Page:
Sergio Martinez, Julio Cesar Chavez, Jr. Vie for Supremacy in Super September
- August 23rd, 2012
By Ivan G. Goldman
Yes, August has been a desert in the world of big-time fights, but its barren landscape will abruptly give way to the lush greenery of what looks like a spectacular September, including two nights with head-to-head cards.
Feast or famine, as they say.
The highlight looks to be middleweights Sergio Martinez versus Julio Cesar Chavez, Jr., September 13 from the Thomas & Mack Center in Las Vegas and carried on HBO pay-per-view. But one of the most compelling ingredients of boxing is its unpredictability, and there are several other matches with the potential to steal the spotlight.
Across town that night at the MGM Grand Saul “Canelo” Alvarez looks to overpower the much smaller but extremely gritty Josesito Lopez, who deprived Victor Ortiz of a multi-million-dollar purse by breaking his jaw. Ortiz was supposed to get the shot against Canelo in a Mexican Independence Day junior middleweight blockbuster. The bout was demoted from pay-per-view to Showtime when Ortiz was so brutally knocked out of the picture.
Promoters Top Rank and Lou DiBella at the Thomas & Mack and Golden Boy at the MGM Grand were offering tickets for as low as $25 in an effort to pull stray players away from the quarter slots and win the attendance sweepstakes. When promoters battle, fans tend to win, but it will be something of a hassle for fans at home to keep track of both shows.
The first premium channel show of the month September 1 features two middleweights making their U.S. debut, Gennady Golovkin from Kazakhstan and Grzegorz Proksa from Poland on HBO. Knowledgeable but biased Tom Loeffler of K2 Promotions claims Golovkin, 23-0 (20KOs), is the best middleweight in the world. It may be fun watching him try to prove it against Proksa, 28-1 (21KOs).
HBO will also show Ukraine’s Sergiy Dzinziruk, 37-1, (2 KOs) against Puerto Rico’s Jonathan Gonzalez 15-0 (13KOs) in another middleweight contest on the undercard. Dzinziruk has previously been rolled over and stopped by Martinez.
The next week on HBO Chad Dawson intriguingly steps down from light heavyweight to challenge Andre Ward for super middleweight supremacy. If Dawson isn’t weakened from making the weight, this one could be huge, but both fighters have from time to time been accused of excess caution.
That same night Showtime will offer new welterweight titlist Randall Bailey, 37, against Devon Alexander and Lucas Matthysse against Ajose Olusegun in a junior welter match. Bailey’s uppercut stoppage of Mike Jones will certainly be in the running for knockout of the year and Matthysse, 31-2 (29KOs), has kayoed all but two of his opponents, and lost both those matches by split decision. Advice: Don’t linger too long at the fridge.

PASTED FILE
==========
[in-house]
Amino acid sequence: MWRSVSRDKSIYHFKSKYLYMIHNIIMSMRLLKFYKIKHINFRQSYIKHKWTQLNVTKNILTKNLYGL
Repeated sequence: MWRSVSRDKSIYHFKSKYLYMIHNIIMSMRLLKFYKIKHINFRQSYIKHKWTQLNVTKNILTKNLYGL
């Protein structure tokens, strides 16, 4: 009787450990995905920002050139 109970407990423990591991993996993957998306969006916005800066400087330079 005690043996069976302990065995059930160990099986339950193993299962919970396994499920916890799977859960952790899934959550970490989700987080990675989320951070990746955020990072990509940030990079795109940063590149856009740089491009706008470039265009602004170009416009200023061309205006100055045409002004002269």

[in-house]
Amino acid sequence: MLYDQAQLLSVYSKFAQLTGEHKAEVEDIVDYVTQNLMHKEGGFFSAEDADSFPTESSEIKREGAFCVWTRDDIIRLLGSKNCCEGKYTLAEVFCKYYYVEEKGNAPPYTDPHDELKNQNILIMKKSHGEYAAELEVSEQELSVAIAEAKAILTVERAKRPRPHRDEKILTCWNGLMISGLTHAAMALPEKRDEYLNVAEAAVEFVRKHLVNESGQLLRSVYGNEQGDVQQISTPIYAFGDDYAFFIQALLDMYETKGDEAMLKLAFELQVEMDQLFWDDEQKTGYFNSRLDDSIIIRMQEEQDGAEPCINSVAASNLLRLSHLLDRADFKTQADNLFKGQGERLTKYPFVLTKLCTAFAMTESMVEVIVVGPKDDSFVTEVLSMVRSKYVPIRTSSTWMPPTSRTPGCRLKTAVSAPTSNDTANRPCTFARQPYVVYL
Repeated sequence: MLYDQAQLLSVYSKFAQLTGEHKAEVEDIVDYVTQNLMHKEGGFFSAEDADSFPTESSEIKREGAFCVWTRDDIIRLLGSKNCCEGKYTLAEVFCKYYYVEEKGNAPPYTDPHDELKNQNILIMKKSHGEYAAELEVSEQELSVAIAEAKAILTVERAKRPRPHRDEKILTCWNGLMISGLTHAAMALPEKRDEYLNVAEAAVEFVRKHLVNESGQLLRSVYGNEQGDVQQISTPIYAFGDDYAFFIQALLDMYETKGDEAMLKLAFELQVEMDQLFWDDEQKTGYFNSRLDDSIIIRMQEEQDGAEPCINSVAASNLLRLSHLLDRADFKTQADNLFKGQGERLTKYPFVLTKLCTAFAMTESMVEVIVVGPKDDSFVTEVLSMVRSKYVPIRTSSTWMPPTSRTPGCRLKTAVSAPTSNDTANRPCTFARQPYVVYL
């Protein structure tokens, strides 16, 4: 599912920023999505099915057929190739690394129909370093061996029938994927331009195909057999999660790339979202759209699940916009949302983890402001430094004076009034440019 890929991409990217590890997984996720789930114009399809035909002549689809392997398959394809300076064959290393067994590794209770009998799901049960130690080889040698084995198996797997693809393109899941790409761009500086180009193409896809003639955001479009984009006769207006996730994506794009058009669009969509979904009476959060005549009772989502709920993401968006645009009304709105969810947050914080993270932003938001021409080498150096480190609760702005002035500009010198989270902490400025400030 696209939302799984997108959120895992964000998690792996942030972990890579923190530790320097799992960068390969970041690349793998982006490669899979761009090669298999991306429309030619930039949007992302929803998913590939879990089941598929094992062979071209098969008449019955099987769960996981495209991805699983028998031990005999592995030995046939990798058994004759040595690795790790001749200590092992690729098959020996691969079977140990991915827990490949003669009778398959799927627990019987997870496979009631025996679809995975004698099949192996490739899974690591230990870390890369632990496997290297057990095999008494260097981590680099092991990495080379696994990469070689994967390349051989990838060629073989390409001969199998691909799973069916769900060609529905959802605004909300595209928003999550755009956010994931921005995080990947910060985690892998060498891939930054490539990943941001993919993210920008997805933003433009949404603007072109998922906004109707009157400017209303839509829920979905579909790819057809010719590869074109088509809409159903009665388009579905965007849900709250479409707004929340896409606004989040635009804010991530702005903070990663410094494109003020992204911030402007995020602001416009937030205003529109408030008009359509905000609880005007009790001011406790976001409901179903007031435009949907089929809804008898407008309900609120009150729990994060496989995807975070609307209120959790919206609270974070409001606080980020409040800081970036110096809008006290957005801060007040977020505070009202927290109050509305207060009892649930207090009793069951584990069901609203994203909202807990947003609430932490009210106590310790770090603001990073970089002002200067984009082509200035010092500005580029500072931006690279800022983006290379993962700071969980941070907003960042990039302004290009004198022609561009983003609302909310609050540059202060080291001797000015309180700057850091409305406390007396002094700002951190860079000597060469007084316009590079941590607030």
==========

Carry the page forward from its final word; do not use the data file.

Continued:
HBO will also televise Antonio DeMarco (27-2-1) (20KOs) against John Molina, 24-1 (19KOs) in a lightweight match on the Ward-Dawson undercard. It has the potential to be something special. That same night HBO will also bring us Vitali Klitschko against Manuel Charr, 21-0 (11KOs). a Lebanese who fights out of Germany. Vitali, who just turned 41, could grow very old in that ring at any moment. The odds say he’ll probably knock out Charr because like his brother, he knocks out a vast majority of his opponents. But if he won’t retire, someone will retire him. Maybe Charr.
The junior featherweight match between Cuban kayo artist Guillermo Rigondeaux and Robert Marroquin, set for the Martinez-Chavez undercard, is reportedly in legal limbo, but at this point the network is slated to show four fights. Showtime has scheduled featherweights Jhonny Gonzalez and Daniel Ponce De Leon for TV on the Alvarez-Lopez undercard.
HBO will end the month with super middleweights Edwin Rodiguez and Jason Escalera Sept. 29. Also on camera are light heavies Isaac Chilemba and Zsolt Erdi. Vic Darchinyan will show us how much he has left in a bantamweight match against undefeated Luis Del Valle.
A word about titles: rather than catalog all of them, let’s just say there will be lots and lots of belts paraded around in all these matches, and putting them up for grabs will feed the treasuries of all the alphabet gangs with “sanctioning” fees extracted from the fighters. That will create an ever-widening pattern of competing championships and future fees. Any fans who keep track of it all are only feeding these parasites with the attention they must have to keep pulling in undeserved loot.
Ivan G. Goldman’s latest novel Isaac: A Modern Fable came out in April 2012 from Permanent Press. Information HERE
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